Bertolet, Timothy J. "The Obedience of Sonship: Adamic Obedience as the Grounds for Heavenly Ascension in the Book of Hebrews." Ph.D. diss., University of Pretoria, 2018.

Abstract:
"This thesis makes a unique contribution in the field of New Testament studies with specific attention to New Testament theology and the Christology of Hebrews. It explores the relationship between Sonship and the ascension in the book of Hebrews. It argues that the ascension of Jesus reveals the nature of his Sonship. First, chapters two and three of this study examine the Sonship of Jesus in Hebrews 1. It portrays Jesus as both the Messianic and the divine eternal Son. While recent scholarship has questioned whether the Son in Hebrews is a divine Sonship, this thesis demonstrates that Hebrews portrays Jesus as divine. Second, this study argues that Heb. 2 contains a “Second Adam Christology.” The Son shares in true humanity and is appointed to fulfill the destiny of humanity. In this humanity, he is crowned with glory and honor in fulfillment of Ps. 8. The Son stands in solidaric representation of the people of God. This second Adam function is both kingly and priestly as representative who leads God’s people to this glory. Third, as this eschatological man who is crowned as king and priest the Son ascends into heaven. This is set against the background of apocalyptic literature where heaven is a temple and the dwelling place of God. The Son is portrayed in Hebrews as ascending into a true tabernacle that is heaven itself. He enters heaven as both king and priest of the age to come because he himself has first come to participate in the age to come. Finally, the study demonstrates that the obedience of the Son qualifies him for his ascension and eschatological ‘perfection.’ We argue that the theme of obedient trust and crying out to God is an Adamic-Davidic role with a Psalmic background. We conclude, in the book of Hebrews, Christ is the eternal Son who also functions in the Adam-David role of sonship. His actions as the true human exercising trust and obedience qualify him to ascend up into heaven crowned with humanity’s eschatological glory."

Tuesday, December 18, 2018

New Book on Reading Hebrews with the African American Great Migration

Bloomsbury T&T Clark has just announced the publication of this new book:

Kaalund, Jennifer T. Reading Hebrews and 1 Peter with the African American Great Migration: Diaspora, Place, and Identity. London: Bloomsbury T&T Clark, 2018.


Abstract:
"Kaalund examines the constructed and contested Christian-Jewish identities in Hebrews and 1 Peter through the lens of the “New Negro,” a diasporic identity similarly constructed and contested during the Great Migration in the early 20th century. Like the identity “Christian,” the New Negro emerged in a context marked by instability, creativity, and the need for a sense of permanence in a hostile political environment.

Upon examination, both identities also show complex internal diversity and debate that disrupts any simple articulation as purely resistant (or accommodating) to its hegemonic and oppressive environment. Kaalund's investigation into the construction of the New Negro highlights this multiplicity and contends that the rhetoric of place, race, and gender were integral to these processes of inventing a way of being in the world that was seemingly not reliant on one's physical space. Putting these issues into dialogue with 1 Peter and Hebrews allows for a reading of the formation of Christian identity as similarly engaging the rhetoric of place and race in constructive and contested ways."

Monday, December 17, 2018

Repunctuation of Hebrews 9:17?

The newest article on Hebrews has just been published in JBL:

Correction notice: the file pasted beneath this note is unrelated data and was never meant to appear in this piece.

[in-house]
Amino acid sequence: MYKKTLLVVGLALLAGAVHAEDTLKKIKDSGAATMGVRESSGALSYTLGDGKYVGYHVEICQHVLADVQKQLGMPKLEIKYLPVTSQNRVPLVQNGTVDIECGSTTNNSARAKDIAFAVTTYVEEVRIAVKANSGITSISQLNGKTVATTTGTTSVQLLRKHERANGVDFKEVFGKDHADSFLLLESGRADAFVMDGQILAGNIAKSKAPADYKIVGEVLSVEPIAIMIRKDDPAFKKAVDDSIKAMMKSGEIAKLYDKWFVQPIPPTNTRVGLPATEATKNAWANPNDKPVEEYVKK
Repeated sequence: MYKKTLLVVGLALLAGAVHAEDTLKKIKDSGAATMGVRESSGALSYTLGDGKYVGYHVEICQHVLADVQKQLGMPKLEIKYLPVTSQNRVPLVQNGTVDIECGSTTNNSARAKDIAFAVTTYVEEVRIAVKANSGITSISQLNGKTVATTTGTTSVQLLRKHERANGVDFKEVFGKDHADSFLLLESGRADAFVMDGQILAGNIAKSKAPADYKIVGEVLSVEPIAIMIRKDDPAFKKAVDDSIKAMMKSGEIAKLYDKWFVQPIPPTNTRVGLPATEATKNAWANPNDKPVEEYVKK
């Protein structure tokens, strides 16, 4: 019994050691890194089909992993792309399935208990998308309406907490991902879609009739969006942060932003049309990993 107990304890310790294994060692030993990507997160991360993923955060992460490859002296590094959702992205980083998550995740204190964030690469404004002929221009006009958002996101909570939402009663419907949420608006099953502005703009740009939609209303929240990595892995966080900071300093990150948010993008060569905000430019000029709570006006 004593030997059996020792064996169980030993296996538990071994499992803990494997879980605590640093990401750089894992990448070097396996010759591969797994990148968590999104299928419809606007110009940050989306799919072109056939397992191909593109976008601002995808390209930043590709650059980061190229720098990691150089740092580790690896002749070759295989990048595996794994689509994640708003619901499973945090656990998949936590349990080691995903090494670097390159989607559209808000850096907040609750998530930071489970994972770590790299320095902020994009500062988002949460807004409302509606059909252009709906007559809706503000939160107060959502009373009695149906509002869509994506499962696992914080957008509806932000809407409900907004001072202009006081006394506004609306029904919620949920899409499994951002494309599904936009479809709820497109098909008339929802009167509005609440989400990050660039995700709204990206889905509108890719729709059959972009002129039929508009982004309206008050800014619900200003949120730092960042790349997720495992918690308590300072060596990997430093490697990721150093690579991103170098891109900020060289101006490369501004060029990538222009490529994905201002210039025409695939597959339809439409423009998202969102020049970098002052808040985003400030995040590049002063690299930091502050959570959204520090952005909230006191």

Stevens, Daniel. "Is It Valid? A Case for the Repunctuation of Hebrews 9:17." Journal of Biblical Literature 137.4 (2018): 1019–25.

Abstract:
"Traditionally in translation and edited Greek texts, Heb 9:17 has been punctuated and understood as a declarative statement. I argue, however, that 9:17, particularly 9:17b, should be understood as a rhetorical question, not as a declaration. One possible translation would be “For a testament is made sure upon death. After all, is a testament ever valid while the one who made it lives?” "

Members of SBL of course can download a copy of the article through the SBL website.

Thursday, December 13, 2018

The Paradox of High Christology in Hebrews

The newest article on Hebrews, which has been made available on Academia.edu:

Wenkel, David H. "The Paradox of High Christology in Hebrews." Biblica 99.3 (2018): 431–46.

Friday, November 30, 2018

Death of Paul Ellingworth

From Steve Walton, secretary of the British New Testament Society:

"We have received the sad news of the death of Professor Paul Ellingworth on Sunday last, 25 November from Richard, his second (of three) sons. Professor Ellingworth taught at the University of Aberdeen, and worked with the United Bible Societies as a translation consultant for many years, as well as publishing his major commentary on Hebrews (NIGTC), as well as many other published books, articles and essays."

As Steve Walton points out, Ellingworth was most noted for his commentary on Hebrews in the New Internation Greek Testament Commentary published with Eerdmans in 1993. It is perhaps THE most technical commentary on the Greek text of Hebrews in existence.

Ellingworth also did a couple of other smaller commentaries on Hebrews. In 1983 he published with Eugene Nida A Translator’s Handbook on the Letter to the Hebrews with the United Bible Societies. In 1991 he published a small commentary on Hebrews in the Epworth Commentaries series.

His doctoral dissertation was on “The Old Testament in Hebrews Exegesis, Method and Hermeneutics,” completed in 1977 with the University of Aberdeen.

He also published the following articles on Hebrews:

“Hebrews and 1 Clement: Literary Dependence or Common Tradition?” Biblische Zeitschrift ns 23 (1979): 262–69.

“Hebrews and the Anticipation of Completion.” Themelios ns 14 (1988): 6–11.

“Jesus and the Universe in Hebrews.” The Evangelical Quarterly 58 (1986): 337–50.

“Just Like Melchizedek.” The Bible Translator 28 (1977): 236–39.

“‘Like the Son of God’: Form and Content in Hebrews 7,1–10.” Biblica 64 (1983): 255–62.

“New Testament Text and Old Testament Context in Heb. 12.3.” Studia Biblica 3 (1978): 89–96.

“Reading through Hebrews 1–7: Listening Especially for the Theme of Jesus as High Priest.” Epworth Review 12.1 (Jan 1985): 80–88.

“The Unshakable Priesthood: Hebrews 7.24.” Journal for the Study of the New Testament 23 (1985): 125–26.

Clearly, he was one of the most prolific contributors to the scholarly study of Hebrews. I never had the privilege of meeting him. Requiescat in pace.